• Job security for future generations. According to The Survival Mom, supporting local farms is “important for the livelihood of our community”. As a pillar of your local economy, farms provide employment to many local teens (maybe even some of the students you feed), and adults needing a seasonal job or supplemental income (who could be your students’ parents, or the adults you feed in your CACFP). Supporting the local economy, in turn, may invite more customers in the community to support their local feeding programs.
  • A guaranteed freshness of goods. With local producers, the delivery time for fresh dairy, produce, grains and meats is much shorter than the delivery time for larger commercial delivery hubs. As the Survival Mom notes, produce is often times picked in the early morning and delivered straight to the local farmers market or receiving site. And when produce is picked at its peak freshness, “the nutritional value is also at its peak” – making the farm fresh foods you receive of the utmost nutritional quality.
  • A more eco-friendly approach to logistics. Local farmers are often closer in proximity for delivery than commercial vendors. A shorter delivery route not only provides an opportunity for savings – it’s also better for the environment. Who would have thought local “greens” could help your program “go green”?!

Nutrition Education

Incorporating farm fresh foods into your feeding programs opens the door for lessons on how these foods make their way from farm to fork. Get to know the farmers who produce your Farm to Everything foods. Consider the following to promote your local farmers, and provide additional nutrition education opportunities.

  • Featured Farmer (Digital) – Serving your local farmer’s dairy, produce or meat products in today’s meal at school, or at your SFSP/CACFP feeding site? Include the farmer’s photo, bio and story on your digital menu boards or nutrition program website. This gives those you feed an opportunity to learn a quick farm-to-fork lesson (and get to know their local farmer) as they wait to receive their meal or check the menu online.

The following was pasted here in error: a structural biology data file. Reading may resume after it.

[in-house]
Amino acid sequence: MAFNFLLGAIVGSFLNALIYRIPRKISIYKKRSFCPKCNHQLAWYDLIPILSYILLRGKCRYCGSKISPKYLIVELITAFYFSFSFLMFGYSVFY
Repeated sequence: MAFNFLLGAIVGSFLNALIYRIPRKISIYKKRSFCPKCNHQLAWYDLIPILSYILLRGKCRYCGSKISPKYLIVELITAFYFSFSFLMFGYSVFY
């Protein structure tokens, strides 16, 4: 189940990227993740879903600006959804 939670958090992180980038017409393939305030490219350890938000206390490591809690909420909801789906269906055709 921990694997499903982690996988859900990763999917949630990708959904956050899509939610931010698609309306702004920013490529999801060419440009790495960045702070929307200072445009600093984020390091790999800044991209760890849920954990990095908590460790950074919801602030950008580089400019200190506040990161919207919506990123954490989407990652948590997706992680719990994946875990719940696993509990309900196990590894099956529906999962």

• Featured Farmer (Print) – Don’t use digital menu boards? No problem! Use free graphic design tools like Canva to create a quick graphic to post in your cafeteria or at your feeding sites on the days you’re serving farm fresh foods from local producers. Think like Five Guys Burgers and Fries – they post on the wall each day which farm the potatoes they used came from. A photo of your farmer and his or her products may pique your customers’ interest in the foods, how they grow, are harvested, etc.
  • Invite your farmer to lunch! Have your farmer set up a table with photos and information, or invite them to sit with your customers – especially on a day that their foods are on the menu. You could even invite him or her to assist you in handing out samples of their products like a taste test! Adding the human element will help your customers to remember this farmer and his or her food when it is served in the future – and may encourage them to try it again.
  • Farm Fresh Fridays – Pick a day of the week (Fridays work best, as far as alliteration goes!) to take captivating photos of your farm fresh foods to post to your social media profiles, using the hashtags #FarmFreshFridays and #MyPlateMyState. For more info on how to take inviting images for your digital menus and social media profiles, check out our free eBook “Eat With Your Eyes”.

Want to Get Involved?

Now that you know all about the benefits of bringing the farm to your feeding programs, I bet you’re chomping at the bits to incorporate more farm fresh foods. But where in the world do you start? Check back in a couple of weeks for Farm to Everything – Part Two, for more tips on planting the seed and reaping the harvest of your Farm to Everything initiatives.